Town Councilors last month ratified a letter of opposition signed by Council President David Long to the LNG facility in Fall River.
Long cited the town's lengthy and consistent opposition to LNG efforts and referred to Nash's ruling being expected soon.
Long wrote to Nash, that "The Coast Guard's letter of recommendation on waterway suitability is an extremely important decision to the future viability of this project and the whole region." He wrote, "the council believes that the proposed project poses unacceptable risks from the standpoint of navigational safety, environmental quality, and bay security."
The Federal Energy Regulation Commission (FERC) approved the Weaver's Cove plan in 2005 to import and store up to 800 million cubic feet of gas per day for customers in the Northeast. FERC said the project would serve the public interest by meeting the New England region's growing demand for natural gas. The FERC approval was conditioned on coordination with and approvals by other federal agencies for safety and security.
A court appeal, in First U.S. Circuit Court of Appeals in Boston with the Nature Conservatory as a lead challenger, is still pending on the 2005-06 FERC approvals of the Fall River project.
Weaver's Cove officers said at an industry forum in mid-April they are optimistic about gaining all needed permits and winning the court case, but acknowledged that opposition has added about $100 million in costs to the originally budgeted $400 million development plans.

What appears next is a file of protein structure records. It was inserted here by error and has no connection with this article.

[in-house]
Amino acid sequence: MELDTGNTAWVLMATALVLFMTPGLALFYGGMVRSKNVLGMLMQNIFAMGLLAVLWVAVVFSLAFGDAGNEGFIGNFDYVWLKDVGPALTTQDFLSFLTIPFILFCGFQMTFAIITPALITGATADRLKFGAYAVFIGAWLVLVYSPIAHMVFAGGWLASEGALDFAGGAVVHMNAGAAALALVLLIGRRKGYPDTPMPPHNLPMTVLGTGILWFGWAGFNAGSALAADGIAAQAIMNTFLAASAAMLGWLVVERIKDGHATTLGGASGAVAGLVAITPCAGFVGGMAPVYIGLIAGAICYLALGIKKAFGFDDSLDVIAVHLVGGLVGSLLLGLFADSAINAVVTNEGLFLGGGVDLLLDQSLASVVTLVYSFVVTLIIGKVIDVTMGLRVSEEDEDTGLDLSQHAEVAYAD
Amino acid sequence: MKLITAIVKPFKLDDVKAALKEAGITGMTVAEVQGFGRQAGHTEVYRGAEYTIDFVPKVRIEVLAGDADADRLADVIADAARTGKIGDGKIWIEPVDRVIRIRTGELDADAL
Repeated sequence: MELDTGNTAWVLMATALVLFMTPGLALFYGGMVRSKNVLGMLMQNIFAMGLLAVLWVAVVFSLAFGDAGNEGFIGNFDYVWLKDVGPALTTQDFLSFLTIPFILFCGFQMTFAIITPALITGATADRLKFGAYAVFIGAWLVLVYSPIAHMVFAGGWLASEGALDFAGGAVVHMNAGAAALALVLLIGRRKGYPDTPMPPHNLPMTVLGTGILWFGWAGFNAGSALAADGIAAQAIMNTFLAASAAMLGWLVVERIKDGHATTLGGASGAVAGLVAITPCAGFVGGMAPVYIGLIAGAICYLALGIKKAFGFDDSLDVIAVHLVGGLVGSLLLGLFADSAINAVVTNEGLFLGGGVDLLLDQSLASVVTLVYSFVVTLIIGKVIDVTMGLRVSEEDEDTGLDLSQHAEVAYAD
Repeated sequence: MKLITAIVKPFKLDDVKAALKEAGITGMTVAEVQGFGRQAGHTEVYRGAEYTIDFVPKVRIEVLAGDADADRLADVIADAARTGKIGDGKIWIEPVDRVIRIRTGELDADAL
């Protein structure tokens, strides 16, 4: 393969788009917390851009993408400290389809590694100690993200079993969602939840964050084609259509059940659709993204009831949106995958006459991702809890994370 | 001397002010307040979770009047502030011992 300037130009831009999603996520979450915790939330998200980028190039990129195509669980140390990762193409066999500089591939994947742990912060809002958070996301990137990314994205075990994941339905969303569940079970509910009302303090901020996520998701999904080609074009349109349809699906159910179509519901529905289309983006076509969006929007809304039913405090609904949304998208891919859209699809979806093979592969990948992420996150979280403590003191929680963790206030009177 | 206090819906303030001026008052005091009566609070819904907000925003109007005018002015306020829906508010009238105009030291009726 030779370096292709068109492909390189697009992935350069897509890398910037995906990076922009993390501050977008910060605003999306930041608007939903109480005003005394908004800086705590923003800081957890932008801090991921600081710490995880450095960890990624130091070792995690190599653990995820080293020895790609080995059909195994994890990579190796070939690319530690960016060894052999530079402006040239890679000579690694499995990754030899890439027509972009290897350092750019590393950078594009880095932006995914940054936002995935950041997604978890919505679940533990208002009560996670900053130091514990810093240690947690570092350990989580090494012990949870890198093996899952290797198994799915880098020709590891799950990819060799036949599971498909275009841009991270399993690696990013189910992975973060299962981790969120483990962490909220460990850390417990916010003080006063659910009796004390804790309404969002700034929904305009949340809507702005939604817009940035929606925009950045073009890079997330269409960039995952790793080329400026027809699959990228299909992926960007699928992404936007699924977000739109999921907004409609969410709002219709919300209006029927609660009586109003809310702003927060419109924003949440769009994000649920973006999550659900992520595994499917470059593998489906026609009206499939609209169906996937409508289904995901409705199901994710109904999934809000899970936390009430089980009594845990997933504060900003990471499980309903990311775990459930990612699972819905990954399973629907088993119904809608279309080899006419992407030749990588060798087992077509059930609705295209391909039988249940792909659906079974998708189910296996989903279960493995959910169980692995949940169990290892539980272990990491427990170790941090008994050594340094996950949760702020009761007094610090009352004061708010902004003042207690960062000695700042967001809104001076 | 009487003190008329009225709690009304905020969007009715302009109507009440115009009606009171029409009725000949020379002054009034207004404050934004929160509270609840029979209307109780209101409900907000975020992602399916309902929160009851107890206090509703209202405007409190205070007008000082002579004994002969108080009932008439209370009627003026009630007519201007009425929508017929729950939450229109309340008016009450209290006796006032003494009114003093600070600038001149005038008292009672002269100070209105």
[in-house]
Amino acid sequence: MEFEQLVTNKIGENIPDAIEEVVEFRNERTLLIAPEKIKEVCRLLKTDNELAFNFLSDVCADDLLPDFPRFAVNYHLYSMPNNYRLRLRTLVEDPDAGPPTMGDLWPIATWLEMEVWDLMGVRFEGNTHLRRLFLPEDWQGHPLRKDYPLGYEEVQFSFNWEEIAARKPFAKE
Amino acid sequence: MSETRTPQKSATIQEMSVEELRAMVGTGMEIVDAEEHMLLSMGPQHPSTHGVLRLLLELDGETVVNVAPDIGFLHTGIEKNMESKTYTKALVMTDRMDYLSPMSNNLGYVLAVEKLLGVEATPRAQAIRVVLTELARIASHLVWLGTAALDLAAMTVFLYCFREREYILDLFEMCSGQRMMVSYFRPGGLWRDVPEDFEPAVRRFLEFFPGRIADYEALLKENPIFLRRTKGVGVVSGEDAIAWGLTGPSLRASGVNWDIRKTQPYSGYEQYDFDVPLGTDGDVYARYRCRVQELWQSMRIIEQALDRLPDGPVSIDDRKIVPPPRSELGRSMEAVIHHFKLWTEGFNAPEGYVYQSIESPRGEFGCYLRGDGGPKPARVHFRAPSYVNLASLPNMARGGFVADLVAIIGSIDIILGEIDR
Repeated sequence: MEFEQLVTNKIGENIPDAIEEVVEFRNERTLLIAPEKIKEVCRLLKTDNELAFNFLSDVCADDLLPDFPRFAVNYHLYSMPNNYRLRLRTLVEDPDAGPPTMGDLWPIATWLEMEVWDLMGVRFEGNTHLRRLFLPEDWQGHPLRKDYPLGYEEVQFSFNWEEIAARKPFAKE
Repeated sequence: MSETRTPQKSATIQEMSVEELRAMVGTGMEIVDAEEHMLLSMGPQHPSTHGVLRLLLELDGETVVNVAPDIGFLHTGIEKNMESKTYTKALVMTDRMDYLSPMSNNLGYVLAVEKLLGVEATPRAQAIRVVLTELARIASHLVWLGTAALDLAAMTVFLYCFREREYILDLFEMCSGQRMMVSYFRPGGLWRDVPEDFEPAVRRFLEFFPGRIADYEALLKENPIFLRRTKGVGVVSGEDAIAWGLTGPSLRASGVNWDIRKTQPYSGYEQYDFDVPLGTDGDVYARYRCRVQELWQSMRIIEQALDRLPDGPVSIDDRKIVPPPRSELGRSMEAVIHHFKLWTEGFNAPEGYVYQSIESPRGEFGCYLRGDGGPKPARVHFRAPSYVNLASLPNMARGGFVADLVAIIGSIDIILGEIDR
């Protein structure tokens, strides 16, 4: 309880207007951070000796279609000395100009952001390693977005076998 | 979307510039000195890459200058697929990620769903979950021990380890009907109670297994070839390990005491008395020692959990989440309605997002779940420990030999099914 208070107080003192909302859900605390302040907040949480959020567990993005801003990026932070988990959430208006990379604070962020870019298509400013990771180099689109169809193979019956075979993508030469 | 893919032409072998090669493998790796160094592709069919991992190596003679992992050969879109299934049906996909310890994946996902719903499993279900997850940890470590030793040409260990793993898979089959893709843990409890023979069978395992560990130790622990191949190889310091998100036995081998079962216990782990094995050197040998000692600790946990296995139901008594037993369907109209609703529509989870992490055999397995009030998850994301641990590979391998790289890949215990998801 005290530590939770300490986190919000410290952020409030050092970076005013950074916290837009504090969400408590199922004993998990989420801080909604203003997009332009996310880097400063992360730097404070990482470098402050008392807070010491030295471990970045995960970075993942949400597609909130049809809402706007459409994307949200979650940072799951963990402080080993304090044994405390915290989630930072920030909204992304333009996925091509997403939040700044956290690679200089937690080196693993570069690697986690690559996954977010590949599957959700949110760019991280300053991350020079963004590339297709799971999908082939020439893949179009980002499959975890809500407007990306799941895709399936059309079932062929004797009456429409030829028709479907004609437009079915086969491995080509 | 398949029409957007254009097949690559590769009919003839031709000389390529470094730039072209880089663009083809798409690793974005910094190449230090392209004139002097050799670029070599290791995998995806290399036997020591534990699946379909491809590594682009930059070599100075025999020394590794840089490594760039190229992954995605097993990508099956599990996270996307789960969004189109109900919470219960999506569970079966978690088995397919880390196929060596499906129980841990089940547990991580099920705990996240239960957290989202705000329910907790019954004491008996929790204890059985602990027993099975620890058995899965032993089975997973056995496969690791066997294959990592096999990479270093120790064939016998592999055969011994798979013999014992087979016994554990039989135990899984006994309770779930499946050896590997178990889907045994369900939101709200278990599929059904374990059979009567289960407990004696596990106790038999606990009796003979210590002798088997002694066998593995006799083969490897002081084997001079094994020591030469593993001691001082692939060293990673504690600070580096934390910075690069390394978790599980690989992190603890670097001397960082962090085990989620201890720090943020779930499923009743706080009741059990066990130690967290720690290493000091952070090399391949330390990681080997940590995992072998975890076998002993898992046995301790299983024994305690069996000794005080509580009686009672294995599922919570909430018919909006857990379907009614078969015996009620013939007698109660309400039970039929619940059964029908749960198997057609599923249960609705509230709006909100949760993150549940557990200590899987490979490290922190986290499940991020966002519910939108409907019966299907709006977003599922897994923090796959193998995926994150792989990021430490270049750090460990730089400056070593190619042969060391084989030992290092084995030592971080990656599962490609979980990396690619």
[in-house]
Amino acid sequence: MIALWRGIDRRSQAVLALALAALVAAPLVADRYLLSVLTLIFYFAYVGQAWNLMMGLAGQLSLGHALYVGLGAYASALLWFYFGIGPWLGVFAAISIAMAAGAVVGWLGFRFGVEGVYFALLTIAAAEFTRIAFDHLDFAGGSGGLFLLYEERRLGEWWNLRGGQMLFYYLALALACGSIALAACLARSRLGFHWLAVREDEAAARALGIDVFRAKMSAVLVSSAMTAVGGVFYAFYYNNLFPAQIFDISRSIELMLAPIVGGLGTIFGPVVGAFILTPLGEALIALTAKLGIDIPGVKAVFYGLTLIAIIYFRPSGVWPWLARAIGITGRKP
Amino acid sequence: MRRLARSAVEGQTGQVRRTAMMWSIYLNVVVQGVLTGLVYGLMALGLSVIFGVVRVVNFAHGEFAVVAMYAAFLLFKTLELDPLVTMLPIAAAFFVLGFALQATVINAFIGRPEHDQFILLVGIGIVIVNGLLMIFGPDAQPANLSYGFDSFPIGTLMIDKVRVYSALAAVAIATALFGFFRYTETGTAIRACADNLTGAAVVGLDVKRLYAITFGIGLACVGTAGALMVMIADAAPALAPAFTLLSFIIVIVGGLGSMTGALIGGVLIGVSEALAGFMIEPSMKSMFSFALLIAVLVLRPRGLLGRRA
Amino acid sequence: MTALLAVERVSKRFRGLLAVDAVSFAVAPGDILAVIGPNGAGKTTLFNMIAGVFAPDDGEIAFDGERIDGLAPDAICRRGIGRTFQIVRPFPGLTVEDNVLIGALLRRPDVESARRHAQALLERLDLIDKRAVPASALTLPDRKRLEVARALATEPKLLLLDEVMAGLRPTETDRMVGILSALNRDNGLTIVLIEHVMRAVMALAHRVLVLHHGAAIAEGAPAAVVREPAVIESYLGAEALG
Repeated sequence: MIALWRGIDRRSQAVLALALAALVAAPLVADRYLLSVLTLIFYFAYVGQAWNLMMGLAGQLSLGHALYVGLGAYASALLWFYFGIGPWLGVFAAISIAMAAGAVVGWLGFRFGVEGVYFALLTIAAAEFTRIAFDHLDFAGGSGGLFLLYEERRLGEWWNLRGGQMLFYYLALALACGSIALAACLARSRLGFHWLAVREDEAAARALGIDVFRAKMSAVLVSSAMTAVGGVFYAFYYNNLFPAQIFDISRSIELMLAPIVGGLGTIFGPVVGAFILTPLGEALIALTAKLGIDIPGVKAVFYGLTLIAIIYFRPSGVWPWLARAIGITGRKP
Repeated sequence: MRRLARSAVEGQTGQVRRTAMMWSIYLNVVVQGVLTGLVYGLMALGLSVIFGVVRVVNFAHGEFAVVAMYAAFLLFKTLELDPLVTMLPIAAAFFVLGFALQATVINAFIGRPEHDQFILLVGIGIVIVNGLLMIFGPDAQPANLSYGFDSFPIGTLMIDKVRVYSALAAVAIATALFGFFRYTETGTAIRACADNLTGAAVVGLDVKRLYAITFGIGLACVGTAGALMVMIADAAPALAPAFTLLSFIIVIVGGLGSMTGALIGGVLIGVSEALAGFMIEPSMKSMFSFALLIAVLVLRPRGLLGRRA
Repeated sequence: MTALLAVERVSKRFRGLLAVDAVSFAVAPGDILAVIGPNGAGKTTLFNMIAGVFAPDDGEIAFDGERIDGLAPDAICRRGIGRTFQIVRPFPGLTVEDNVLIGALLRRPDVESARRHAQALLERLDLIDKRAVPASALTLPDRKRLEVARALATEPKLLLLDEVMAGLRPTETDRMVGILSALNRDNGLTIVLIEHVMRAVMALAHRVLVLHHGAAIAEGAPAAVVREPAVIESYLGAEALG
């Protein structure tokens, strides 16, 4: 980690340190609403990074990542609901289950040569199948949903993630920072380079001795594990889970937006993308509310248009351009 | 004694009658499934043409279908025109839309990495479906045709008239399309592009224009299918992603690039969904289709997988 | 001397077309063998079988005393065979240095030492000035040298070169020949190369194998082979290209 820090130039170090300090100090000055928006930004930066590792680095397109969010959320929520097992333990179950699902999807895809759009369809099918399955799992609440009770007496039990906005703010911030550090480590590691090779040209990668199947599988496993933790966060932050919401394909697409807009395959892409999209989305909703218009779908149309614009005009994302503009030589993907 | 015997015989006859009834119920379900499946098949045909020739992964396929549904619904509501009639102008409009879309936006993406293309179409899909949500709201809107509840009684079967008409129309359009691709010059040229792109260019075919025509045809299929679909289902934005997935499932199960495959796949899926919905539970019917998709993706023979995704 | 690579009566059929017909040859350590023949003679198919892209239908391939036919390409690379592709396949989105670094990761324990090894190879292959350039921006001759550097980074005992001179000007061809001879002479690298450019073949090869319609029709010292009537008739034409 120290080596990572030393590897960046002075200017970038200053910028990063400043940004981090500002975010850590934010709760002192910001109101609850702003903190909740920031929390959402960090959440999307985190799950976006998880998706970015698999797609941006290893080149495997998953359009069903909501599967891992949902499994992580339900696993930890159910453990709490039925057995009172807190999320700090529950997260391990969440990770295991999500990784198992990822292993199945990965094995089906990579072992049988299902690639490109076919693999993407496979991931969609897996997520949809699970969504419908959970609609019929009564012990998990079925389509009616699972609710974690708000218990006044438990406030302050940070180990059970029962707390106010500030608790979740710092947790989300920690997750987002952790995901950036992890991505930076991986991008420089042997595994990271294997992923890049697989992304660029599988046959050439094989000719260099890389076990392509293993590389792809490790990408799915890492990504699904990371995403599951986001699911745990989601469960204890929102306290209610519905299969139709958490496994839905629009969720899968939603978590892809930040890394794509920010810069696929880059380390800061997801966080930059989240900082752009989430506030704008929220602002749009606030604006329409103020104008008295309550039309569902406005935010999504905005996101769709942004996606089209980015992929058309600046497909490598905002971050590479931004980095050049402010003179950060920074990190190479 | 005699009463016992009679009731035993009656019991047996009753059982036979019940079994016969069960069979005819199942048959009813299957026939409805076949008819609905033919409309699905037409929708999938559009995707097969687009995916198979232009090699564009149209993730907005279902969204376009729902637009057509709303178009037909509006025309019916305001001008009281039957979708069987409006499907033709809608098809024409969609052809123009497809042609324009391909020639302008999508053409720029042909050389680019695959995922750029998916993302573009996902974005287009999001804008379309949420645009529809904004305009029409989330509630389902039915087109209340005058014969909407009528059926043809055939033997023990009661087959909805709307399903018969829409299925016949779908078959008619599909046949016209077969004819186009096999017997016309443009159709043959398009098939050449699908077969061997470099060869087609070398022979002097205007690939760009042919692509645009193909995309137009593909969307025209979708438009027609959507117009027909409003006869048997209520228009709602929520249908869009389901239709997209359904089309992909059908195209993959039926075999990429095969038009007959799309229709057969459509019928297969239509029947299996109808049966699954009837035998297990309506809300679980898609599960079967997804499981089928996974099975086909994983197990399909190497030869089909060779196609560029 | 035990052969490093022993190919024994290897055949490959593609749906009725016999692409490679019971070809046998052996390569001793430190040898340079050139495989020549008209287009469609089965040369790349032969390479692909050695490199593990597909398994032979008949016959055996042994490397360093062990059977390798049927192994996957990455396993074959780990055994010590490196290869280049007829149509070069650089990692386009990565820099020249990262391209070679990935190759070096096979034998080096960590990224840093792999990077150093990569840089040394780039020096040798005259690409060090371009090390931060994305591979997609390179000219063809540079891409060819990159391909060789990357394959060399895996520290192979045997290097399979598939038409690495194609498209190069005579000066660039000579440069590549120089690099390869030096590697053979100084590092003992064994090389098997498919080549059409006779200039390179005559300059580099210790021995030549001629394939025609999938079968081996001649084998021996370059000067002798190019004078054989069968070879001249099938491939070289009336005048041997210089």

Weaver's Cove has been awaiting an Army Corps of Engineering decision about plans to dredge nearly three million cubic yards of sediment from Mount Hope Bay and the Taunton River.
The federal government accountability office recently issued a new Congressional report finding that a fire from an LNG tanker could produce heat, not flames or explosions, which would burn people one mile away. The study urged the U.S. Energy Office to perform new research on the risks from a major fire or gas release in terror attacks or natural disasters on such tanker ships.
The U.S. Congressional Homeland Security Committee in March asked the Coast Guard to review its position about having enough resources to deal with LNG activities, including applications for 10 new mainland facilities and five offshore depots. Rear Admiral Brian M. Salerno, Coast Guard director of inspection and compliance, said his office was reviewing concerns.
FERC, as lead federal agency with authority over LNG operations, said no facilities would be approved without emergency response plans and other security features. One state, California, with its own on-going efforts to fight a LNG project, is claiming state authority over FERC.
In Rhode Island, Save The Bay is among several organizations opposing the LNG project because of dredging as well as security zones for the tankers. It recently launched its own website for opposition, www.stopweaverscove.com.